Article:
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Larry Wall

      . . . creator of Perl, a computer programming "glue" language. Mr. Wall is a leader in the open systems software movement and a linguist. In addition to creating Perl (now in 6.0,) Mr. Wall also authored other popular free programs available for Linux and UNIX, including the rn news reader and the ubiquitous patch program. He has worked at Unisys, JPL, NetLabs and Seagate and is currently a Fellow with O'Reilly & Associates, publisher of his books on Perl.

Excerpts3:37 secs

[This Program was recorded October 14, 2000, in Atlanta, Georgia, US.]

      A truly great computer programmer is lazy, impatient and full of hubris, says Larry Wall. Laziness drives one to work very hard to avoid future work for a future self. Impatience has the same endgame. And hubris is required for the newest Promethean fire -- inventing computer languages.

      Larry Wall, the man with this unusual prescription, is a leader in the open source software movement, which includes Linux. He's the linguist who created Perl, the programming language which glues together much of the Internet.

      Computer programming is not about computers, Mr. Wall insists. It's about humans. What drives Mr. Wall and others in the open source software movement? They have a sense of purpose: Improve the lot of humankind. To do that, they create software -- FREE software. And they share.

      Mr. Wall sees a basic philosophical shift in the computer industry. Bigger companies which have traditionally kept their source code propriety are beginning to open up. Doing so has many benefits, according Mr. Wall and the growing numbers of people working (for free) in the open source software world. There are already many millions of Linux users, roughly a million Perl users, he reports. And the numbers keep growing.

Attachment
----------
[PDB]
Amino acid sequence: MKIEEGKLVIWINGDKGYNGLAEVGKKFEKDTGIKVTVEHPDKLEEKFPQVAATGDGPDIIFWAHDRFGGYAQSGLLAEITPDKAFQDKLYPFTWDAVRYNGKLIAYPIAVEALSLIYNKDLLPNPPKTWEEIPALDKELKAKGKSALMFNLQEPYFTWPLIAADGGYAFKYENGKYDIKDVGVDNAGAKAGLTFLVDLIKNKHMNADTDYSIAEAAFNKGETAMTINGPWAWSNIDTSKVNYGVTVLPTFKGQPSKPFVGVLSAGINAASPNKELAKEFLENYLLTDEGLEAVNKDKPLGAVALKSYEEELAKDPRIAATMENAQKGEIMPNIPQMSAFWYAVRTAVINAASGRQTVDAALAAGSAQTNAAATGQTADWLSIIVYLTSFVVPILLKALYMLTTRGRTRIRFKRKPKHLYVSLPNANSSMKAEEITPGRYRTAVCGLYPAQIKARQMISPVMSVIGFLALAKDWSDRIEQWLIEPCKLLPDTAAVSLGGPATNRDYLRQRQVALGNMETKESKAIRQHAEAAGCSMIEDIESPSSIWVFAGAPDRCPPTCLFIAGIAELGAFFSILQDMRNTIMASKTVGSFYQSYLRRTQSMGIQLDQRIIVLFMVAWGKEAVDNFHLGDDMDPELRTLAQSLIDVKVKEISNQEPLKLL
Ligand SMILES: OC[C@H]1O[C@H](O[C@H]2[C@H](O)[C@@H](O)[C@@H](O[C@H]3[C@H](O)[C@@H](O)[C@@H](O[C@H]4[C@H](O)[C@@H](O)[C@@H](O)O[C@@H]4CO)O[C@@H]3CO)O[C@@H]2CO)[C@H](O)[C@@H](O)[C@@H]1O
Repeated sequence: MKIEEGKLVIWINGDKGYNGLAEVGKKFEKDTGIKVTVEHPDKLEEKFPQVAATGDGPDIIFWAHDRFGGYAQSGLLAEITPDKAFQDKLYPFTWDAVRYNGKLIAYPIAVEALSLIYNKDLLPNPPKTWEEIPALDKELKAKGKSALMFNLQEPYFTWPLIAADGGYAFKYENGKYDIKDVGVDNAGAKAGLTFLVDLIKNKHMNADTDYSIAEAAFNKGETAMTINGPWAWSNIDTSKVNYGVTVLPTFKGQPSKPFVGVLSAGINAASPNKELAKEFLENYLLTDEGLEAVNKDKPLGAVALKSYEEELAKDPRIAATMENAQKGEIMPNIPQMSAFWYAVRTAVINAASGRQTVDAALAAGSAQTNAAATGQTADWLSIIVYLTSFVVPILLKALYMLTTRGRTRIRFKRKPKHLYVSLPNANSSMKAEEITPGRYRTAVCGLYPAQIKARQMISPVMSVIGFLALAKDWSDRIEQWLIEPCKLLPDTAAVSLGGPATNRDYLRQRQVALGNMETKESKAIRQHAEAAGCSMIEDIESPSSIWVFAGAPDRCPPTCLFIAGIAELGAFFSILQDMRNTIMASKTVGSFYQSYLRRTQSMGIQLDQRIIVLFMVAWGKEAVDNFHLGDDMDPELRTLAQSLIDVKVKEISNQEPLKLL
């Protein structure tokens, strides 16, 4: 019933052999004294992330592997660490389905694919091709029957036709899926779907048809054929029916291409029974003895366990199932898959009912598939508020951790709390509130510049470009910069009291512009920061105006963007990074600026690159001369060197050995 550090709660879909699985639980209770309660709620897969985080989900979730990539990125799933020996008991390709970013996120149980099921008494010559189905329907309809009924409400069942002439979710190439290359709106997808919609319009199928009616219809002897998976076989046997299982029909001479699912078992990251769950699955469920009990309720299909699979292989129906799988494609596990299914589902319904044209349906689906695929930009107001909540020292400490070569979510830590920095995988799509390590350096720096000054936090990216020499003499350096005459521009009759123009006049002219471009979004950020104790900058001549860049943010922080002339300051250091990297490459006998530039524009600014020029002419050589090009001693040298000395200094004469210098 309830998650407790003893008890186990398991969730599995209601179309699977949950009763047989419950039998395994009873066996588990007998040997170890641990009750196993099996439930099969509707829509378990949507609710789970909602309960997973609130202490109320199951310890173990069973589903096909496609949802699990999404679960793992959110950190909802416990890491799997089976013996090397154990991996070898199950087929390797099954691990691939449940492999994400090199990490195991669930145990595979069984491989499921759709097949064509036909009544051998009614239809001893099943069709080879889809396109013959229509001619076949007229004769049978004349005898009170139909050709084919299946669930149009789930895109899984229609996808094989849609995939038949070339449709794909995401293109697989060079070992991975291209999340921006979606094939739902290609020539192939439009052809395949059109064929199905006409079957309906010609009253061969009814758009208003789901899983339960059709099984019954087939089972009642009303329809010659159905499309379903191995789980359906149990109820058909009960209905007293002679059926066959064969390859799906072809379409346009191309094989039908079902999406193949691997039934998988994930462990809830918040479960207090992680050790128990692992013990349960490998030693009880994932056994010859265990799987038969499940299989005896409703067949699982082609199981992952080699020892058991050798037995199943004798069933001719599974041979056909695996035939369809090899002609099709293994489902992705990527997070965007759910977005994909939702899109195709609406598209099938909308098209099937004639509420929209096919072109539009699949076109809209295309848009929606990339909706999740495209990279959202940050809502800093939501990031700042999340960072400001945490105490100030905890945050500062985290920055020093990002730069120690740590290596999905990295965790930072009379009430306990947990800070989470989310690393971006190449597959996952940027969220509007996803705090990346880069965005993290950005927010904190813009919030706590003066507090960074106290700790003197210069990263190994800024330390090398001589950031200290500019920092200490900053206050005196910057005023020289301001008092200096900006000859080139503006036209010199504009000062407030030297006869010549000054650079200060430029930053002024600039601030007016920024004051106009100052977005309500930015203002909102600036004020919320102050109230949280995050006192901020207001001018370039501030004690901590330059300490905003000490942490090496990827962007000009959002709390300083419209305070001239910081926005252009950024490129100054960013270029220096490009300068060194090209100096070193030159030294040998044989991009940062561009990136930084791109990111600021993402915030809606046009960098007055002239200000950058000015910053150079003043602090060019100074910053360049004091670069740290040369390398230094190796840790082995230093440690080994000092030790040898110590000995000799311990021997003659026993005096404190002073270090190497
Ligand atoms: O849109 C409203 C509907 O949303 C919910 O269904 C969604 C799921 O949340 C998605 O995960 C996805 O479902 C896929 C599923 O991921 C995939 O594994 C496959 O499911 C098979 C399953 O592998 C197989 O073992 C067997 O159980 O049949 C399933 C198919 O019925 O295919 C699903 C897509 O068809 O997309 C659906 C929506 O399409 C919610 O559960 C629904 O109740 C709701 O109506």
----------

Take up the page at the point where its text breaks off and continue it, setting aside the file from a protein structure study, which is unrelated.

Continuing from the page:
Competition and cooperation are working hand-in-glove in this emerging part of the computer world, he says. Programmers have always shared code, Mr. Wall assures us, but recently they have realized that separate open source movements are merging into a single open source movement. His only concern is that this may stifle other good ideas. In the world of ideas, he is confident, diversity is as vital to growth as it is in the biological realm.

      Mr. Wall reminds us that we invented computers to help us and they are our willing slaves. So why not let them do more work so people's lives can be more creative and joyful? That notion spurs him on in dreaming up new tools -- languages -- with which to do so. Perl is a good example. He describes Perl as a "glue" language. Perhaps he needed his special combination of lazy and impatient to invent Perl. It was born while Mr. Wall was at Unisys, trying to glue together a bicoastal configuration management system over a 1200 baud encrypted link using a hacked-over version of Netnews.

      Since then, Mr. Wall and legions of people in the open source software movement have evolved Perl toward the 6.0 release on which the Perl community is currently working under Mr. Wall's leadership. Perl's two slogans in addressing software programming challenges do a good job summarizing Mr. Wall's approach: "There's more than one way to do it" and "Easy things should be easy and hard things should be possible." Larry Wall expects people to program Perl joyfully because they have choices which allow them to be creative.

      Helping people help each other is Larry Wall's life-long calling. Perhaps we should rethink laziness, impatience and hubris.

Conversation 1

Larry Wall describes the concept of open source software to Paula Gordon and Bill Russell. Mr. Wall compares the American threads of material acquisitiveness and the tradition of helping others.

Conversation 2